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Cloud Native/NFV

Network virtualization poised to seize a bigger role in cable's post-pandemic era

CABLE NEXT-GEN EUROPE DIGITAL SYMPOSIUM – Cable operators are set to embrace network virtualization and the use of "light touch," automation techniques at a much larger scale in the wake of the pandemic, predicts a CommScope exec.

When lockdowns start to loosen and more normal patterns of network usage return, the cable industry should witness heightened usage of remote-based network models, Dave Keane-Mirajkar, CommScope's RVP, solutions architecture, global service providers for EMEA and APAC, said last week during a keynote on network virtualization at the Light Reading event. "There's a new normal being established at the moment," he said.

That new normal will enter play after cable networks around the world saw a spike in both upstream and downstream traffic during the early part of the pandemic before usage started to flatten out. Per the NCTA's COVID-19 Dashboard, which tabulates network data from several US cable operators, peak upstream growth has increased 5.1% since March 1 while peak downstream usage has risen 6.6%.

Although usage demand has settled down of late, operators will increasingly turn to virtualization techniques to dial up capacity in the post-pandemic world, Keane-Mirajkar said. He noted that CommScope is tackling that through a mix of products for cable ops, including a virtual management plane, a virtual cable modem termination system (CMTS) core and a virtualized headend platform, that focus on microservices and form the foundation of a Flexible MAC Architecture (FMA) for the network's control and management plane.

CableLabs, meanwhile, is helping to address cable's network virtualization challenge with Adrenaline, a project that supports a centrally managed, distributed and heterogeneous compute platform.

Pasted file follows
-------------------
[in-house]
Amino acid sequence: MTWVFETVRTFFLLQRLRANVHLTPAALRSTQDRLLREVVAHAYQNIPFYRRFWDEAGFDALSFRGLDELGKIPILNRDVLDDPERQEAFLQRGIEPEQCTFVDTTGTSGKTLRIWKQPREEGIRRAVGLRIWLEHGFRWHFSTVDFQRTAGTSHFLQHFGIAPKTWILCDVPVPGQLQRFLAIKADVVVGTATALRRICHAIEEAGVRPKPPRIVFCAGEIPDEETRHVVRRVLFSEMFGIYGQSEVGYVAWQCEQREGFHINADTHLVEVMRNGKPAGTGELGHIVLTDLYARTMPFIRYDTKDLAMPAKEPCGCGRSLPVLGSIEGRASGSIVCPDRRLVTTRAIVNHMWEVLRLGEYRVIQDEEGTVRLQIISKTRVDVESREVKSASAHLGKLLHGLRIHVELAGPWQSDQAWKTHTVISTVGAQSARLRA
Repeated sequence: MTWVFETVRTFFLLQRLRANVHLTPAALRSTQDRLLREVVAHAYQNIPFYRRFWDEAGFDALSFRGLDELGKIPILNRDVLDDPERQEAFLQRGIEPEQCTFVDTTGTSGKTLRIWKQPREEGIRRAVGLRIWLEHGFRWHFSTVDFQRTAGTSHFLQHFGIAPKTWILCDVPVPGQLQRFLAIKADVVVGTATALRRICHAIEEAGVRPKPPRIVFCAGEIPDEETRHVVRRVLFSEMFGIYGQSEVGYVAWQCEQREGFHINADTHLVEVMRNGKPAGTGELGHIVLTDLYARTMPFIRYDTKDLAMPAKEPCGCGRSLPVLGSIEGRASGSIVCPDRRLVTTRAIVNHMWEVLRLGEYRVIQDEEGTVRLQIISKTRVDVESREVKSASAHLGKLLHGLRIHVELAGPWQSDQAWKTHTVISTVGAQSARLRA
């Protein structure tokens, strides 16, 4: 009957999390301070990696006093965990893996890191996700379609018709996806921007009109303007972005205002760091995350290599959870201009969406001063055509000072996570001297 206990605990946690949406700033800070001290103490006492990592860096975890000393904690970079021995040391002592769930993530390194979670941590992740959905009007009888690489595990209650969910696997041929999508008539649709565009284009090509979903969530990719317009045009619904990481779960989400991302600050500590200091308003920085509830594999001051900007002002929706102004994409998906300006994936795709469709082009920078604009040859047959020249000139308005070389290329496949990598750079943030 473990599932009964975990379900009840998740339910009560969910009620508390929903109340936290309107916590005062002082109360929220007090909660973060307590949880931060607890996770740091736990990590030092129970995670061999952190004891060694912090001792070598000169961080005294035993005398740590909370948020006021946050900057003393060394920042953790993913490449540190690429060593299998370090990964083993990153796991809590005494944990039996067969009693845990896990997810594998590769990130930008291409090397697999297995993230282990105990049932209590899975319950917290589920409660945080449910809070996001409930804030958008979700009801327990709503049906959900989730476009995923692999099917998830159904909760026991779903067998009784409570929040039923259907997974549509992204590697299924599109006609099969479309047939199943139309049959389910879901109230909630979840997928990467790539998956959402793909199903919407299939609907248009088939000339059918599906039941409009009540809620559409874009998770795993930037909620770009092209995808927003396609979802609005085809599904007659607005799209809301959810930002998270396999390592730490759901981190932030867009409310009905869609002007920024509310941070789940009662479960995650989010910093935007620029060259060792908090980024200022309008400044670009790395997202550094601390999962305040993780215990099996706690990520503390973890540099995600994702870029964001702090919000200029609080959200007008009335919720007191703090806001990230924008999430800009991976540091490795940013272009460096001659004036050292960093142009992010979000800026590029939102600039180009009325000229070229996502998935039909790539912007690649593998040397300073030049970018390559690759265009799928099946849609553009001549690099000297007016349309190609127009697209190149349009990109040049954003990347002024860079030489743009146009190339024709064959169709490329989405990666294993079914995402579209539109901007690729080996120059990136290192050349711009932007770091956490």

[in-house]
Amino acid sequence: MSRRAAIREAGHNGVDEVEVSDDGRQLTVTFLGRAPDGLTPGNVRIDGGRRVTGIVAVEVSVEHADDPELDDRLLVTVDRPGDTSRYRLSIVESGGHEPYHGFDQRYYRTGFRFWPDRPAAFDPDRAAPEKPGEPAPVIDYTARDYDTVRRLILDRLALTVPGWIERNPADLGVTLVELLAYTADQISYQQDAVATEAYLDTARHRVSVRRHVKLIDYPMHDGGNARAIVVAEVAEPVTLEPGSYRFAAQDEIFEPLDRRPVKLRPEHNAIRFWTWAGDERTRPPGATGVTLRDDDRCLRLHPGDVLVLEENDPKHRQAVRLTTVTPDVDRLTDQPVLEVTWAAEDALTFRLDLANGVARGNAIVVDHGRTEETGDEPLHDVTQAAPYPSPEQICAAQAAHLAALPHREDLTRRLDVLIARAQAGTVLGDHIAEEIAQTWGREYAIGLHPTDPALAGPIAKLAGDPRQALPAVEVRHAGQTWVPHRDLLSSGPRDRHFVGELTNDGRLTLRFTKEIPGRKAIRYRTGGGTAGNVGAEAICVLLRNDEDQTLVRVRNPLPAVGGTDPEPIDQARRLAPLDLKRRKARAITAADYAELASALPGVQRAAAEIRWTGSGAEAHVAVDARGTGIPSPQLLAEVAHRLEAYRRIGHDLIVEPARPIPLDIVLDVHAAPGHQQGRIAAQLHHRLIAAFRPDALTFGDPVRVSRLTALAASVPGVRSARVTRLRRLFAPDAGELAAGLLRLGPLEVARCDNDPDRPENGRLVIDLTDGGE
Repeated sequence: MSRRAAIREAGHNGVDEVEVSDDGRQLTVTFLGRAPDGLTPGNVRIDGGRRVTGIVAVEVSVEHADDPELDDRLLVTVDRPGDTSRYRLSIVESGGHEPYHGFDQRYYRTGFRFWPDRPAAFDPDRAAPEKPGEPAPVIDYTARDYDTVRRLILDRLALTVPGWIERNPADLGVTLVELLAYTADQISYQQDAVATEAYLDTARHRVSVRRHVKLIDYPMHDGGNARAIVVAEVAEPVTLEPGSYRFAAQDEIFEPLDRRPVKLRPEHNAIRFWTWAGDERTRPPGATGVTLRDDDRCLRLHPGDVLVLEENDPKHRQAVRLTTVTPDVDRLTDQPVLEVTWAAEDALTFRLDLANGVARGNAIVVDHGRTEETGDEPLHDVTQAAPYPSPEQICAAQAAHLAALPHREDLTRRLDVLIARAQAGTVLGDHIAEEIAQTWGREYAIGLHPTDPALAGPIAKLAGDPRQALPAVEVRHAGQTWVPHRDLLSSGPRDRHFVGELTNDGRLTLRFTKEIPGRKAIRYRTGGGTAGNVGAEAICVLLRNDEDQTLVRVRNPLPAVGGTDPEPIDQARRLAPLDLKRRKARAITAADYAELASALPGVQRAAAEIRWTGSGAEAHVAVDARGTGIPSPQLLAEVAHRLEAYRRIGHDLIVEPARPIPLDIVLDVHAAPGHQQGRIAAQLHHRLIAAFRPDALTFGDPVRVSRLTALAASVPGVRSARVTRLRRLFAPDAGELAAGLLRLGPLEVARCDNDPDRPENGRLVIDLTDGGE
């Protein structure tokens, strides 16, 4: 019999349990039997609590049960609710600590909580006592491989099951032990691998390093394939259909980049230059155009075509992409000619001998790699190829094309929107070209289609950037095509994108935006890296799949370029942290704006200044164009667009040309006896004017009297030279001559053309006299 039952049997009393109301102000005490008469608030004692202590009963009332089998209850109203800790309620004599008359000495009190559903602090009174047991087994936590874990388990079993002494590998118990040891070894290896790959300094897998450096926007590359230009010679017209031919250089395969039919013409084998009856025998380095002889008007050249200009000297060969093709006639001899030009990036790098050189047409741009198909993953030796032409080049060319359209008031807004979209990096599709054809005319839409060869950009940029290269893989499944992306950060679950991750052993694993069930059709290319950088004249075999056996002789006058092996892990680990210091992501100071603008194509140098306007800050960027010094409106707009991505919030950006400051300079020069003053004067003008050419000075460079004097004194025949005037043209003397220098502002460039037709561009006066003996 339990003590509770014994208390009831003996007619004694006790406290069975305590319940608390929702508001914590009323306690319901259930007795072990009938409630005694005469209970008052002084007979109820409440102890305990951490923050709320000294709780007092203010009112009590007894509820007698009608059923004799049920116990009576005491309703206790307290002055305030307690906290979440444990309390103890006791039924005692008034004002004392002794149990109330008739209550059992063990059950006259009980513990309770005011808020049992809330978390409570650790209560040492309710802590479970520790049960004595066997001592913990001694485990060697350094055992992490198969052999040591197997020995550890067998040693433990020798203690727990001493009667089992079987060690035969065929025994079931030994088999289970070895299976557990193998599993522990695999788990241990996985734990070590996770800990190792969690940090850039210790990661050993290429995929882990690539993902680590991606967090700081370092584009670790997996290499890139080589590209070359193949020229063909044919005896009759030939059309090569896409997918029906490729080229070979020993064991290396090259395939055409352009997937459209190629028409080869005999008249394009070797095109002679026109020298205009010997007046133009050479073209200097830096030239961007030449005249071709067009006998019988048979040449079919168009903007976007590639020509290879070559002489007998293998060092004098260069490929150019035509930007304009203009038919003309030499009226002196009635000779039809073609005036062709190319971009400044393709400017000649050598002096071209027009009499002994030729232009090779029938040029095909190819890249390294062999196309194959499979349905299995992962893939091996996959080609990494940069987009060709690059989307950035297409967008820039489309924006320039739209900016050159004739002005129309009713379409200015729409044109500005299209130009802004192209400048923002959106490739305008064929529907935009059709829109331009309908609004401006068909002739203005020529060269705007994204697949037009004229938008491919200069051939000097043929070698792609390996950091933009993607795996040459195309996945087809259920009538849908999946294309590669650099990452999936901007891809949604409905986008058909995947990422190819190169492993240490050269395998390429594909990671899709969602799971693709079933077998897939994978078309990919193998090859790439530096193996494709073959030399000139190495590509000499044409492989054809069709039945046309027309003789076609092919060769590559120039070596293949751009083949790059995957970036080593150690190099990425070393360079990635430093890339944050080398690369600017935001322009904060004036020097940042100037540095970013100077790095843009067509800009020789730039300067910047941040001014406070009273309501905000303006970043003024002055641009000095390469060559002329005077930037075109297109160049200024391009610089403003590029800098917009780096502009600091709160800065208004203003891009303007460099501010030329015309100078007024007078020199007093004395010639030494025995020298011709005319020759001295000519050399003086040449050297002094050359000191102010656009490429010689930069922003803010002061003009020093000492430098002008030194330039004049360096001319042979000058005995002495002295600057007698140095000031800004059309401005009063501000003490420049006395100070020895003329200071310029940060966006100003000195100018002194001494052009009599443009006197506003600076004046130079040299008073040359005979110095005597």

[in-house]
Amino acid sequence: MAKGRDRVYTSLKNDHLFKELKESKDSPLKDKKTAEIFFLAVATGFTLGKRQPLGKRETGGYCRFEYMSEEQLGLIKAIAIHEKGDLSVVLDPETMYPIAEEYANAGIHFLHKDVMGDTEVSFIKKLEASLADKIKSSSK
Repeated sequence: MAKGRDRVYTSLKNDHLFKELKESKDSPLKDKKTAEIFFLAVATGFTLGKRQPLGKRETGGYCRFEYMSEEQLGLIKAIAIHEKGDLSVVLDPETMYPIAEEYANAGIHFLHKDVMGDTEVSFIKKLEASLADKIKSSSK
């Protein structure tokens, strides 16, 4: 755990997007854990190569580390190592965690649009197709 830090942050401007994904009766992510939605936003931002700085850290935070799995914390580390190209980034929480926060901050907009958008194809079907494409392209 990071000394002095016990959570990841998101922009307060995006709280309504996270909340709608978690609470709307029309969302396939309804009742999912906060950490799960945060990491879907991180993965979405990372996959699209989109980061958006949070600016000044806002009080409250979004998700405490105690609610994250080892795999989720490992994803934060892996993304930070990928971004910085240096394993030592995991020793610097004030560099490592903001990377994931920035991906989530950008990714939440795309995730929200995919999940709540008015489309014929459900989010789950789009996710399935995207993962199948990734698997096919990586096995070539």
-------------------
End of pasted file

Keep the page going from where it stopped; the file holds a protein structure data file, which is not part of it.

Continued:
In a follow-up session focused on cable's virtualization efforts, Randy Levensalor, CableLabs's principal architect, said the industry is well along the path of a "first wave" centering on basic building blocks that make large objects look like physical appliances. Cable, he said, is now moving into the second, cloud-native phase, which is focused on breaking the network down into smaller components and employing the use of open source technologies like Kubernetes.

After that, he expects more "closed loop automation" to enter the picture via more network convergence and the use of artificial intelligence and machine learning techniques to help optimize the network and make the data plane more programmable.

While a pivot to virtualization will help cable operators shave costs, it's also about transitioning the architecture to one that is more agile and supports speedier service velocity, Daniel Etman, a business development exec within the access networks unit at Harmonic, explained.

If there's one thing operators have learned from the COVID-19 pandemic, it's that they need a software-powered architecture in place to deploy services at much faster rates than can be done with traditional "big iron" products, he said.

"Virtualization is all about making the software smarter, not making the hardware smarter," Etman said.

Other benefits
Anders Bloom, senior systems architect, broadband HFC development at Tele2 AB in Sweden, touted the reliability and stabilization elements that virtualization will introduce to the cable network. In the traditional "big box" days, if something broke, the operator had to reset the box. With software and virtualization, "if a function breaks, you only have to restart that function," he said.

Bloom speaks from experience, as Tele2 has been shifting toward virtualization and a software-based CMTS platform in recent years and migrating away from legacy, purpose-built cable network hardware. Tele2 is rolling out virtualization in tandem with a distributed access architecture, and has tens of thousands of customers on the DAA portion of the network.

DAA and virtualization "fit very well together," Bloom said.

As DAA starts to take hold in some cable networks, Levensalor noted that the "edge" of the network has become a moving target. Depending on the application and the operator's perspective, it could continue to be located at the headend, down at the node or even further down the chain in the customer premises.

CommScope's Keane-Mirajkar stressed that most operators aren't working in a greenfield environment, however, and so must be cognizant of the need to integrate their legacy hardware into a new virtualized plane. An umbrella architecture must be established to manage and support that transition, he said.

"It's no longer going to be a discussion of a virtual CMTS or a legacy CMTS … but a complete virtualization strategy, and it's happening," Etman said.

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— Jeff Baumgartner, Senior Editor, Light Reading

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